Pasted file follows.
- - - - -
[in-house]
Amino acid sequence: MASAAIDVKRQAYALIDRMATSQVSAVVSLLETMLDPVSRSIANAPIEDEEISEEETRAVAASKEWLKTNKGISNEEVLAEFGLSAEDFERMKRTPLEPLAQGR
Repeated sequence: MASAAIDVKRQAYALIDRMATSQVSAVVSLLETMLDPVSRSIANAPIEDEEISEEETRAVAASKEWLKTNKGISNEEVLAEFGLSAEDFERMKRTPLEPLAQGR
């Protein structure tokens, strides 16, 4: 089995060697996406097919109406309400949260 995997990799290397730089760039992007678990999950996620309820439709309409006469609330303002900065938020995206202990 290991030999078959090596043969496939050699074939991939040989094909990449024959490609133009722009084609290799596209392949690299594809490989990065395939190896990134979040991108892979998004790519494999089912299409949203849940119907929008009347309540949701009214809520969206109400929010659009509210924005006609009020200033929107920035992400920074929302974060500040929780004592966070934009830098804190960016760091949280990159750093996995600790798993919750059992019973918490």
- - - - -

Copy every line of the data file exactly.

[in-house]
Amino acid sequence: MASAAIDVKRQAYALIDRMATSQVSAVVSLLETMLDPVSRSIANAPIEDEEISEEETRAVAASKEWLKTNKGISNEEVLAEFGLSAEDFERMKRTPLEPLAQGR
Repeated sequence: MASAAIDVKRQAYALIDRMATSQVSAVVSLLETMLDPVSRSIANAPIEDEEISEEETRAVAASKEWLKTNKGISNEEVLAEFGLSAEDFERMKRTPLEPLAQGR
């Protein structure tokens, strides 16, 4: 089995060697996406097919109406309400949260 995997990799290397730089760039992007678990999950996620309820439709309409006469609330303002900065938020995206202990 290991030999078959090596043969496939050699074939991939040989094909990449024959490609133009722009084609290799596209392949690299594809490989990065395939190896990134979040991108892979998004790519494999089912299409949203849940119907929008009347309540949701009214809520969206109400929010659009509210924005006609009020200033929107920035992400920074929302974060500040929780004592966070934009830098804190960016760091949280990159750093996995600790798993919750059992019973918490």